New York’s Bike Share System Set to Launch

By Zachary Stieber
Zachary Stieber
Zachary Stieber
Zachary Stieber covers U.S. and world news. He is based in Maryland.
April 9, 2013 Updated: April 9, 2013

NEW YORK—New York City’s long delayed bike-sharing program is set to launch in May.

The announcement was made Monday by Transportation Commissioner Janette Sadik-Khan, after transit advocates and New Yorkers began posting pictures of the first docking stations being installed in northwest Brooklyn.

The docking stations are solar-powered and take several hours to install. 

One of the first stations installed was a 19-dock station at Monroe Street and Classon Avenue in Bedford Stuyvesant, Brooklyn. Workers told a reader of the transit website Streetsblog that they were installing eight stations a day; at that rate it would take about five weeks to put in the first 293 docking stations.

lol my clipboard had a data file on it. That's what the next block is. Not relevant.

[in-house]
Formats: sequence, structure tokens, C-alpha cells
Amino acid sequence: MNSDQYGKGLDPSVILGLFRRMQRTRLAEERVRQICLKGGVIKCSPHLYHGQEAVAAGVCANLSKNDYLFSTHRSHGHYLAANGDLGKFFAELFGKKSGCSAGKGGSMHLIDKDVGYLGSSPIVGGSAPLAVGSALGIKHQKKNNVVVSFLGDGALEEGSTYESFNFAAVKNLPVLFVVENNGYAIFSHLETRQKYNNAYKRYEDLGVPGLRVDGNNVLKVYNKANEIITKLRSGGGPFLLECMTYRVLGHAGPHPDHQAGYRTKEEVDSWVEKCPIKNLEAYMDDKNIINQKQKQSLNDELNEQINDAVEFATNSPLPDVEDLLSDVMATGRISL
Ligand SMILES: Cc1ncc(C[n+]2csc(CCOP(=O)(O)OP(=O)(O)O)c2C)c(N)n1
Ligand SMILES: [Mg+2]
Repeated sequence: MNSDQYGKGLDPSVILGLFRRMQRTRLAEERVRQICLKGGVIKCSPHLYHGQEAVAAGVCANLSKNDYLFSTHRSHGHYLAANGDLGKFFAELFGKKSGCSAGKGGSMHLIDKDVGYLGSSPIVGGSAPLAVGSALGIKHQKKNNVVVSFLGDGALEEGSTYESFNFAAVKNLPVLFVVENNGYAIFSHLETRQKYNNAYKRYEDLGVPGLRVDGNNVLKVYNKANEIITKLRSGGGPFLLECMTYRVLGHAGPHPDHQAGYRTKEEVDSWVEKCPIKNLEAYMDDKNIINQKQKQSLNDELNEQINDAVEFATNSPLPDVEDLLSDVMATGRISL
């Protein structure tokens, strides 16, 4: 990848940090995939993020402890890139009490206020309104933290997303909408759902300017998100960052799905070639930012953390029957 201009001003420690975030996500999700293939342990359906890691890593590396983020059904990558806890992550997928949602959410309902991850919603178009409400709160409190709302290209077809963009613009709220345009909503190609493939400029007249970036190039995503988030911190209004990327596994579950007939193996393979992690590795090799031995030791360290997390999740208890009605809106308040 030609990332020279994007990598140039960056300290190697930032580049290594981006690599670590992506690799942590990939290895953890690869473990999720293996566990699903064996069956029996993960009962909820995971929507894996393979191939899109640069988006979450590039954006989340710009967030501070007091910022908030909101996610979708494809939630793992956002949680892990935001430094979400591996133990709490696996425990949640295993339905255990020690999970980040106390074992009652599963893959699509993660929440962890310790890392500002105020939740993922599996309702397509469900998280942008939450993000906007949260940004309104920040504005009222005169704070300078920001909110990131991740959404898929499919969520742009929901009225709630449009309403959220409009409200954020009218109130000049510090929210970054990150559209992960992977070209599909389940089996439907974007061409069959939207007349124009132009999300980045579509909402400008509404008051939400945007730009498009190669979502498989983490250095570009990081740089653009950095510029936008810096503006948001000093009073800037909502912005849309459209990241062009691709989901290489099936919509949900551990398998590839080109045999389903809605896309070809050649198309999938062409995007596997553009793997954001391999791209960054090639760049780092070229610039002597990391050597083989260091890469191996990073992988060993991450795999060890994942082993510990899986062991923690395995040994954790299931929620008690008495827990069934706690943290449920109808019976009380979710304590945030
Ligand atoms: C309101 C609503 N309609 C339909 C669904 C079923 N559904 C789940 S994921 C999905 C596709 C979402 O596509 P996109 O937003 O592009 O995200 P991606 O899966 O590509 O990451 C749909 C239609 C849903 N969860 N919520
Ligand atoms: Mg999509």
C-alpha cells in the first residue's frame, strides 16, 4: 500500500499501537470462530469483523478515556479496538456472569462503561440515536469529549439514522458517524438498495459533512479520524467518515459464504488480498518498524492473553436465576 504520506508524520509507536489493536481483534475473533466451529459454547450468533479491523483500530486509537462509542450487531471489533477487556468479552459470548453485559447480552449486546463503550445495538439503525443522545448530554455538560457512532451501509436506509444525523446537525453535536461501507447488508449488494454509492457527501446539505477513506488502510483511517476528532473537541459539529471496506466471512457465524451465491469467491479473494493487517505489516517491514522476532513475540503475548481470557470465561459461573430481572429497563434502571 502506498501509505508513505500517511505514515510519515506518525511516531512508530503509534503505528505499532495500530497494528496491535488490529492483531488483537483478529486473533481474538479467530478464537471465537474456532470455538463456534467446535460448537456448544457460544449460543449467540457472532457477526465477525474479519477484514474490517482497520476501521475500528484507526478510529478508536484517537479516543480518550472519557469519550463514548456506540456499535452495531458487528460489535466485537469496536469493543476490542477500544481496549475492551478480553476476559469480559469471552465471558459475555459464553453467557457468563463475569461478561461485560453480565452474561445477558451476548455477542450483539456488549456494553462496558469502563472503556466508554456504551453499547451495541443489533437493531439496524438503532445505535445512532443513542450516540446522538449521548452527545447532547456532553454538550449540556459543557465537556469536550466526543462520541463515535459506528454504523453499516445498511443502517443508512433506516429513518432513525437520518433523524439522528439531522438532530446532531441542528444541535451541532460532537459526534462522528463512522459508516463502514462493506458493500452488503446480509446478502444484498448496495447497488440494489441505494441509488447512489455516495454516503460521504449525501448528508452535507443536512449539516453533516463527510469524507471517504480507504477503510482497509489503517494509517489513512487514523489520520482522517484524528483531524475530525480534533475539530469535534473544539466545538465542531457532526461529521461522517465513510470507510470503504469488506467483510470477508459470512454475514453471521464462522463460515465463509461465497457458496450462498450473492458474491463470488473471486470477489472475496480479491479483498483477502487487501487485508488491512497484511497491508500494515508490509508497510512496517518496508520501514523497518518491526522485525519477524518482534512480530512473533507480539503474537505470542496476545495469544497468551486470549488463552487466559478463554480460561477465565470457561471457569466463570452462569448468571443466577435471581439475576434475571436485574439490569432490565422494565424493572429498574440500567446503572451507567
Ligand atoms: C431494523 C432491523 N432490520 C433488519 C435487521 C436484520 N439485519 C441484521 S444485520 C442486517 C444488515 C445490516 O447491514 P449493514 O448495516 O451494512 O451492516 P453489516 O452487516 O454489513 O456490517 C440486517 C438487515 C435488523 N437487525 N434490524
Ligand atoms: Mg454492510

Sadik-Khan told the Wall Street Journal that roughly half the bike stations were moved from their originally proposed locations after input from neighbors.

Citi Bike had been slated to start last summer, but was delayed because of a break-up between the two main companies involved. It was further delayed from March to May because of damage sustained from Hurricane Sandy.

Pricing for the system is meant for regular users, being $95 for an annual membership versus $9.95 for a 24-hour pass and $25 for a 7-day pass. Those who purchase the yearly membership get unlimited rides under 45 minutes, but must pay more if a ride goes over that time. Users buying daily or weekly passes get unlimited rides up to 30 minutes.

Demonstrations of the Citi Bike system will begin again on April 21, during Earth Day, at Union Square. Another will happen at the Bike New York Expo on May 3 and May 4 at Basketball City Pier 36.

The DOT hopes to eventually expand the program to include 600 stations and 10,000 bikes.

The Associated Press contributed to this report. 

Zachary Stieber
Zachary Stieber covers U.S. and world news. He is based in Maryland.